Would you use spy gadgets in order to get custody of your kids?
On Thursday, "ABC World News with Diane Sawyer" explored the increasing use of surveillance equipment among exes in divorce and custody cases, from hiding a camera in a child's teddy bear to installing tape recorders in the home of an ex.
“The one thing that’s exchanged between the warring parties is the child,” attorney John Kinney told ABC News correspondent Jim Avila. “So the child becomes, in effect, some sort of Trojan horse.”
But can the material gleaned from spy equipment be used in court? In 38 states, it's legal to secretly record in a public space, ABC reported. And while federal wiretapping laws exist to protect the privacy of cellphone conversations and computer information, judges often deem the recordings admissible evidence.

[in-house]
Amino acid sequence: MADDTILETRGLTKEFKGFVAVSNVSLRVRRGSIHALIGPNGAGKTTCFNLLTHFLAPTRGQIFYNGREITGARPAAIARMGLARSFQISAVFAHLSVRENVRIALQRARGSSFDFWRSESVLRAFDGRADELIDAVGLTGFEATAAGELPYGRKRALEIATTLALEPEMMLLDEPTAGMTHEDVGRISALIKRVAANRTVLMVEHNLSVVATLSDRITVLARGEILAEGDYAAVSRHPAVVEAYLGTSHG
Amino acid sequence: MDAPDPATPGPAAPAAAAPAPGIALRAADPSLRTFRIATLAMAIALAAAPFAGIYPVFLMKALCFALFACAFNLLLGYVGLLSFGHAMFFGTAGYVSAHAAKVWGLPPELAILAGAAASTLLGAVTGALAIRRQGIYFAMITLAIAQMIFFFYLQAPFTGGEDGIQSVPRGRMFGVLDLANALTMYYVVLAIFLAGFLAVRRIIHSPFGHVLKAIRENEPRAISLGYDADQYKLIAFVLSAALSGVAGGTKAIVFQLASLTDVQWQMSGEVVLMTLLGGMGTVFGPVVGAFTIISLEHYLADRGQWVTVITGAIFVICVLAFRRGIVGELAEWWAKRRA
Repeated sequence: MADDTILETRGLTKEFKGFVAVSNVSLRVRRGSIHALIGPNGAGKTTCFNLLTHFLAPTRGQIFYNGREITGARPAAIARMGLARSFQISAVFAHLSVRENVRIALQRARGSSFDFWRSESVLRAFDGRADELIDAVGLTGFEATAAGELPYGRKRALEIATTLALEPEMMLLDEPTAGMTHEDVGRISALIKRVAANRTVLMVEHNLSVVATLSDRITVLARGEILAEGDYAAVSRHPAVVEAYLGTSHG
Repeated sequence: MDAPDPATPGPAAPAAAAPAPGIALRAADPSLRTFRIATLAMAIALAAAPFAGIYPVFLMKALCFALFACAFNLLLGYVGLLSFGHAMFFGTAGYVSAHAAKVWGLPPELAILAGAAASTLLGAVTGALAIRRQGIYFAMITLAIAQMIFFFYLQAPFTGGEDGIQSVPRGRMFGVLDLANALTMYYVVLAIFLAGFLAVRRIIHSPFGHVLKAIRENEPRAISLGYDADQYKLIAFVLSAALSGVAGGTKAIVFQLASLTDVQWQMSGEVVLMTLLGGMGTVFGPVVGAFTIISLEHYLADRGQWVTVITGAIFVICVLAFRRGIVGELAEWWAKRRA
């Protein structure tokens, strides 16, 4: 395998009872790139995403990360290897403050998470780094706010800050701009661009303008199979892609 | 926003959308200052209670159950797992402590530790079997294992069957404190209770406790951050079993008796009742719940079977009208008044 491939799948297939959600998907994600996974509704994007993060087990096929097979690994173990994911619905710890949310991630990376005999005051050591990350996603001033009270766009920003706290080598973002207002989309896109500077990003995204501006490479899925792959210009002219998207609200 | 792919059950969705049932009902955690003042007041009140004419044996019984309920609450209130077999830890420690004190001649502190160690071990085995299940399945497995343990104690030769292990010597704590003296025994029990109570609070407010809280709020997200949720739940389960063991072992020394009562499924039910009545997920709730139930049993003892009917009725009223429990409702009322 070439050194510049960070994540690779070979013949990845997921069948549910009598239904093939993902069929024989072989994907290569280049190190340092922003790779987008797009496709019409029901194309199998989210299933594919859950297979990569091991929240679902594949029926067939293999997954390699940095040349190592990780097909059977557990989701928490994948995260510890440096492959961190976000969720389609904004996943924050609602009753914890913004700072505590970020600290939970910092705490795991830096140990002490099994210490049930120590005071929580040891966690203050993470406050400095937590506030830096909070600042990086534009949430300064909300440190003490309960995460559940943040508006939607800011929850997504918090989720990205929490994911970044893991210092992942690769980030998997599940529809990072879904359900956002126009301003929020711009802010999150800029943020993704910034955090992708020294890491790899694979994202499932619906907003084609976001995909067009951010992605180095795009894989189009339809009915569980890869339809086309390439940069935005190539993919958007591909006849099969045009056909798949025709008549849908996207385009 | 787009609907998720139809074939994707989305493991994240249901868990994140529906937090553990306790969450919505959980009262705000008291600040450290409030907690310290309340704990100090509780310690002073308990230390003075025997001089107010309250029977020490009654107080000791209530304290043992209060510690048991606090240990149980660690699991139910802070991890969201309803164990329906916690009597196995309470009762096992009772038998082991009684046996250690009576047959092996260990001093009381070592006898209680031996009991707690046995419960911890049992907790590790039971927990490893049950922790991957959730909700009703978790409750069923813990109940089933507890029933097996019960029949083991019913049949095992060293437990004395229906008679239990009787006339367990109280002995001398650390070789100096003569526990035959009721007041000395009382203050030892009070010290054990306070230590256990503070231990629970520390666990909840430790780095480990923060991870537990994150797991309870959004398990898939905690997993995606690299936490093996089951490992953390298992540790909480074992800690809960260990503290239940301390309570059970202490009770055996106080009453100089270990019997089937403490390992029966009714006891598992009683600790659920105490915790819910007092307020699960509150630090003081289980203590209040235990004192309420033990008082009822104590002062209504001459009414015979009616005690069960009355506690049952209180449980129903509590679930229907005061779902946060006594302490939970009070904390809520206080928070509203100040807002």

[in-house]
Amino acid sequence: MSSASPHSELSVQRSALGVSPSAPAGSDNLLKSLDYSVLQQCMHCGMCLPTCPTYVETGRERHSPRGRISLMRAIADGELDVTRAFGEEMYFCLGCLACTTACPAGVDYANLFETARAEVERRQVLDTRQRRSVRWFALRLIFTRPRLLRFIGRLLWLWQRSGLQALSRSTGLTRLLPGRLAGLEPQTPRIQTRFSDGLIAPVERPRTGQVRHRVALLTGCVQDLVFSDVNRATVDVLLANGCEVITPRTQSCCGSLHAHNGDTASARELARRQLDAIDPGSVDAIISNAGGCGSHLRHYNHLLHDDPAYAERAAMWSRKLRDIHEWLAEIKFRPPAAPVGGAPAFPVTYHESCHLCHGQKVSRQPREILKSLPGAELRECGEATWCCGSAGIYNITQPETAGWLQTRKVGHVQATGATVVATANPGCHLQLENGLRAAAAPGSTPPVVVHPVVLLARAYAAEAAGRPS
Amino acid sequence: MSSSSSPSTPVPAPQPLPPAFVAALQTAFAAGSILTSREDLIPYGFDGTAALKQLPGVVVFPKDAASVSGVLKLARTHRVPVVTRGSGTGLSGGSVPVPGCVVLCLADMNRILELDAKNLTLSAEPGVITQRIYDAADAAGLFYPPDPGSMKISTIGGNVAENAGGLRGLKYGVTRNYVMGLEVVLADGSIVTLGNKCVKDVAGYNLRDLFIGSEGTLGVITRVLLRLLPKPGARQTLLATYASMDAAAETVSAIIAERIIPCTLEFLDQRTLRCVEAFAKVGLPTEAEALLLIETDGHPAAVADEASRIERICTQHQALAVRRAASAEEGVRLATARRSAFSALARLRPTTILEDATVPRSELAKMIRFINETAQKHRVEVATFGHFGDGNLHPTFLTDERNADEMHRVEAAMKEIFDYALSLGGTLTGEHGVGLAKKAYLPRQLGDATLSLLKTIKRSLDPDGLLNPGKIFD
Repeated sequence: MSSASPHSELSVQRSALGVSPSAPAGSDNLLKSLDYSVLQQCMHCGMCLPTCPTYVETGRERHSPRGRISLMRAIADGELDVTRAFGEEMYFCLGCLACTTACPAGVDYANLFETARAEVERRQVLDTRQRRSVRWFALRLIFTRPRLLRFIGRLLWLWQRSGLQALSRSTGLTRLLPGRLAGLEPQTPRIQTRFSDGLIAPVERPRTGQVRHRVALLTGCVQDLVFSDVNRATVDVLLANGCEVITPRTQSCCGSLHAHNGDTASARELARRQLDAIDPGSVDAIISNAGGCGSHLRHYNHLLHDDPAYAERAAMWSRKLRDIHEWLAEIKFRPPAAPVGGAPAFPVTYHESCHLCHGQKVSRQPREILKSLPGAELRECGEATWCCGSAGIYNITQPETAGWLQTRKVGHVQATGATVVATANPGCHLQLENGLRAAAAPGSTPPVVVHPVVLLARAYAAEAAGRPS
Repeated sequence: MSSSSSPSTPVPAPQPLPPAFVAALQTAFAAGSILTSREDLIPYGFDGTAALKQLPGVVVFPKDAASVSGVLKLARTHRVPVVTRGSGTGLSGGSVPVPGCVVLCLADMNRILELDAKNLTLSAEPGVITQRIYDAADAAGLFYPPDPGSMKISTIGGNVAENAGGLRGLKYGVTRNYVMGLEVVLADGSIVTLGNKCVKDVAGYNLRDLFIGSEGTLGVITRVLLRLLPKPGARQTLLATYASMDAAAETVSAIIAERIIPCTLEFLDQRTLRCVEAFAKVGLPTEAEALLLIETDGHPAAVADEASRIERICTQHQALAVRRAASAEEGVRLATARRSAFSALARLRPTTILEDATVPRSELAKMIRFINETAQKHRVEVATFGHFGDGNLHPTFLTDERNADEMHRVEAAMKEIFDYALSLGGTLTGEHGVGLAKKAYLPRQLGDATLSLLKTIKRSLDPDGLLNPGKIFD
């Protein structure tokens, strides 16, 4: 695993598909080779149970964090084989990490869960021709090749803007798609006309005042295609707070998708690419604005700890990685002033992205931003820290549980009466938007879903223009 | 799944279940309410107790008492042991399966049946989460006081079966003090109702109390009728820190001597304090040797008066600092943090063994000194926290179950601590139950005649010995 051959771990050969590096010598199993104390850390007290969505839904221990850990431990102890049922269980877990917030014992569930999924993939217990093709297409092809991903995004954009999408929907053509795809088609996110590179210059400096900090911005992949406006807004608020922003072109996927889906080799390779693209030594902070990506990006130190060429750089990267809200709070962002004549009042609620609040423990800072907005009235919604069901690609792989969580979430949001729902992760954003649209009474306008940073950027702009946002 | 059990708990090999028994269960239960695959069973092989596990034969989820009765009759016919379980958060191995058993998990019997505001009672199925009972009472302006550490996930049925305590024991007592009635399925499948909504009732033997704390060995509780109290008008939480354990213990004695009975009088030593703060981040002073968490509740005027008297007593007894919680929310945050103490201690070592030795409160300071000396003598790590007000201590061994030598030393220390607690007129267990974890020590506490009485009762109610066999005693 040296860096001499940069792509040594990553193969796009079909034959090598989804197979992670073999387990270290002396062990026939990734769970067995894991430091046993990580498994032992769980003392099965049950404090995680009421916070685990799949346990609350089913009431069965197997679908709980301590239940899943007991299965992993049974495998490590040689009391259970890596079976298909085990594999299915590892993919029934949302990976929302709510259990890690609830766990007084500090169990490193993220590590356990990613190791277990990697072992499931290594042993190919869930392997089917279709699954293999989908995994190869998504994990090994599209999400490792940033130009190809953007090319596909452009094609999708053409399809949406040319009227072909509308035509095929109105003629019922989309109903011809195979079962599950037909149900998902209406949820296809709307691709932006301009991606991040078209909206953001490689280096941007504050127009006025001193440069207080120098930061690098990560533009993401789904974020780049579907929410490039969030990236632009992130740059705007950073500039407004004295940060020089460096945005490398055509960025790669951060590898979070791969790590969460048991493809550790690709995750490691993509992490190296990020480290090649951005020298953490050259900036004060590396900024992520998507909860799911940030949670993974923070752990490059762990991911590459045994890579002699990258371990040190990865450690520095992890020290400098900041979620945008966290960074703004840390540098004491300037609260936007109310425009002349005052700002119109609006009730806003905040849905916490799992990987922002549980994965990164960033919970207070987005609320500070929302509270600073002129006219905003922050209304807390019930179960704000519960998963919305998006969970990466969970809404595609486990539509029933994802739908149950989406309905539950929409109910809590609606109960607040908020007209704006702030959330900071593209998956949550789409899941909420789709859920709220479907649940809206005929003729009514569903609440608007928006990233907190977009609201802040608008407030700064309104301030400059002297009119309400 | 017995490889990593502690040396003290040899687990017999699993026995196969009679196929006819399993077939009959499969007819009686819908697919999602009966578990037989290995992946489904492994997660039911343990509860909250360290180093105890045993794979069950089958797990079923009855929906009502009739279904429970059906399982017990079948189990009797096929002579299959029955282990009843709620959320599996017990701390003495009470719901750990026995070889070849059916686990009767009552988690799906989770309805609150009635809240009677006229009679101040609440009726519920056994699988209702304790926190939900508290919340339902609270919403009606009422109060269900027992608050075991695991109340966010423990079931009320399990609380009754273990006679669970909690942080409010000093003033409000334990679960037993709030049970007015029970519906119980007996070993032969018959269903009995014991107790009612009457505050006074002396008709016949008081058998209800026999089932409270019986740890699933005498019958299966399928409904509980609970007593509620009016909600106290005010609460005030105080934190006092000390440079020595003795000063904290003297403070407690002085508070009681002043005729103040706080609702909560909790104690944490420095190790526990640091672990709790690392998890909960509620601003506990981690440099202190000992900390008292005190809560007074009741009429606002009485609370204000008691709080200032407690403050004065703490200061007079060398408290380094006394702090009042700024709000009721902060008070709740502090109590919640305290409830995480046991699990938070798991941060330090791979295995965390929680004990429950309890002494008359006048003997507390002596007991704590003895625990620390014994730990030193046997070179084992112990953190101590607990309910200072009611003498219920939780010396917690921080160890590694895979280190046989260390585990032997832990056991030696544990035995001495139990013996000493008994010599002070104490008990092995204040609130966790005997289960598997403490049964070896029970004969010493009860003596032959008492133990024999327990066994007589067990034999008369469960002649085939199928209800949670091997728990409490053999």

In a similar story published by the Houston Chronicle Sunday, attorney Reginald Hirsch weighed in on the best way to navigate the the murky legality of domestic spying.
"I tell people that it may not be criminal, but you can be sued for invasion of privacy. The bottom line is that if it doesn't feel right, it's probably not right. I don't care how pissed off you are -- just don't do it."
Indeed, some spouses who've been snooped on are using privacy laws to their favor. Recently, one Texas father filed a lawsuit against his ex-wife, alleging that she invaded his privacy by sewing recording devices into their child's jeans. The man is reportedly seeking at least $70,000 in damages.